|Includes periodic health examinations, routine prenatal and well-child care, child and adult immunizations, tobacco cessation programs, obesity weight loss programs and certain health screenings. In general, it does not include any service or benefit intended to treat an existing illness, injury or condition.
|Insurance benefits for workers’ compensation, tort liabilities, property liabilities, specific diseases or illnesses, or a fixed amount per day (or other period) for hospitalization (that is, hospital indemnity insurance).
|Separate coverage for accidents, disability, dental care, vision care or long-term care.
|“Insignificant” Medical Benefits
|An employee assistance program, disease management program or wellness program if the program does not provide significant benefits in the nature of medical care or treatment. To determine whether a program provides significant benefits in the nature of medical care or treatment, preventive care services are disregarded.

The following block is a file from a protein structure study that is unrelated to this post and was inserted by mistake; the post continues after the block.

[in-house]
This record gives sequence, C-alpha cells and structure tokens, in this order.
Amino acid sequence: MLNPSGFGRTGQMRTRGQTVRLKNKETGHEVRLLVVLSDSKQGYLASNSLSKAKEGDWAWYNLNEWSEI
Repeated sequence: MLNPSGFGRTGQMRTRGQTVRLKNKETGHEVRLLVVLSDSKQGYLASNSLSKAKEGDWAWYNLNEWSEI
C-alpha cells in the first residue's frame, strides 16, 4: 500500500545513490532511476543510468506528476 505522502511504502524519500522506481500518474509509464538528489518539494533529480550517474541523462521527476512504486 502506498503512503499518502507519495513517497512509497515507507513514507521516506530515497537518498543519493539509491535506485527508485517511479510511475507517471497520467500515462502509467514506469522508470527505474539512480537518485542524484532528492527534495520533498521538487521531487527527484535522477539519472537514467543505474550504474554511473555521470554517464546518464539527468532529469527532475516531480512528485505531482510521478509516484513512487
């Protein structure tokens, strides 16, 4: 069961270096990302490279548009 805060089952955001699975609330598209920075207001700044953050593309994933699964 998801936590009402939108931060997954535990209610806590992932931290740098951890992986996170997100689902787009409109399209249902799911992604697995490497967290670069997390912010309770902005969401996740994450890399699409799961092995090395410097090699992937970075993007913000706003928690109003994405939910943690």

|Discount cards that entitle holders to obtain discounts for health care services or products at managed care market rates if the individual is required to pay the costs of the health care (taking into account the discount) until the deductible of the HDHP is satisfied.
The IRS addressed how an on-site health clinic may impact individuals’ eligibility for HSA contributions in IRS Notice 2008-59. The IRS provided that an individual will not fail to be an eligible individual for HSA purposes merely because the individual has access to free health care or health care at charges below fair market value (FMV) from an employer’s on-site clinic if the clinic does not provide significant benefits in the nature of medical care. An on-site health clinic may also provide free or reduced cost preventive care or permitted coverage (such as dental care or vision care) without jeopardizing employees’ HSA eligibility.